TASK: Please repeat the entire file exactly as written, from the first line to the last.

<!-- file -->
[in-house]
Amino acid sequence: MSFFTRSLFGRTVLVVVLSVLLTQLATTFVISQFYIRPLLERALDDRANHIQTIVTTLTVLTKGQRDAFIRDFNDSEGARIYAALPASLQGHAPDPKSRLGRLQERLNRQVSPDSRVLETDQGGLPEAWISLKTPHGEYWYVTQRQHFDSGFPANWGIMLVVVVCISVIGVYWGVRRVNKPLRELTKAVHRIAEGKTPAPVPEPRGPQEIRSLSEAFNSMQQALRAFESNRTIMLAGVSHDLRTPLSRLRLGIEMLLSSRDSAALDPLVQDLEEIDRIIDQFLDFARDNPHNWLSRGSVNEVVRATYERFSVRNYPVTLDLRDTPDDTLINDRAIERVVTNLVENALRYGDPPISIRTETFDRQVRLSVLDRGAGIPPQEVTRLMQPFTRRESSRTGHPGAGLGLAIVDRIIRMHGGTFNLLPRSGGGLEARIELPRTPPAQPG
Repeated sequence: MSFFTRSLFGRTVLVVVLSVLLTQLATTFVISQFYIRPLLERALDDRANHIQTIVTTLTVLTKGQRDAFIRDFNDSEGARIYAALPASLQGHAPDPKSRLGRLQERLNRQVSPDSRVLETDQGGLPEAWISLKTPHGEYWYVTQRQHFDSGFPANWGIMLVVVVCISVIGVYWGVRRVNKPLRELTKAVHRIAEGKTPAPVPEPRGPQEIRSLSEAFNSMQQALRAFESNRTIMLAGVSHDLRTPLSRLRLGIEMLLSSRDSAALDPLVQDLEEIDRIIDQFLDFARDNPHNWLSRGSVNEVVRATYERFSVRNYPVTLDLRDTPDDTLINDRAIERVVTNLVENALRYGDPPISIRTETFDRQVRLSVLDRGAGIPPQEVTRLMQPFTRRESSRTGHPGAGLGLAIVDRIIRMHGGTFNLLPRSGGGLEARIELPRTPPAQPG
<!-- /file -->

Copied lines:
[in-house]
Amino acid sequence: MSFFTRSLFGRTVLVVVLSVLLTQLATTFVISQFYIRPLLERALDDRANHIQTIVTTLTVLTKGQRDAFIRDFNDSEGARIYAALPASLQGHAPDPKSRLGRLQERLNRQVSPDSRVLETDQGGLPEAWISLKTPHGEYWYVTQRQHFDSGFPANWGIMLVVVVCISVIGVYWGVRRVNKPLRELTKAVHRIAEGKTPAPVPEPRGPQEIRSLSEAFNSMQQALRAFESNRTIMLAGVSHDLRTPLSRLRLGIEMLLSSRDSAALDPLVQDLEEIDRIIDQFLDFARDNPHNWLSRGSVNEVVRATYERFSVRNYPVTLDLRDTPDDTLINDRAIERVVTNLVENALRYGDPPISIRTETFDRQVRLSVLDRGAGIPPQEVTRLMQPFTRRESSRTGHPGAGLGLAIVDRIIRMHGGTFNLLPRSGGGLEARIELPRTPPAQPG
Repeated sequence: MSFFTRSLFGRTVLVVVLSVLLTQLATTFVISQFYIRPLLERALDDRANHIQTIVTTLTVLTKGQRDAFIRDFNDSEGARIYAALPASLQGHAPDPKSRLGRLQERLNRQVSPDSRVLETDQGGLPEAWISLKTPHGEYWYVTQRQHFDSGFPANWGIMLVVVVCISVIGVYWGVRRVNKPLRELTKAVHRIAEGKTPAPVPEPRGPQEIRSLSEAFNSMQQALRAFESNRTIMLAGVSHDLRTPLSRLRLGIEMLLSSRDSAALDPLVQDLEEIDRIIDQFLDFARDNPHNWLSRGSVNEVVRATYERFSVRNYPVTLDLRDTPDDTLINDRAIERVVTNLVENALRYGDPPISIRTETFDRQVRLSVLDRGAGIPPQEVTRLMQPFTRRESSRTGHPGAGLGLAIVDRIIRMHGGTFNLLPRSGGGLEARIELPRTPPAQPG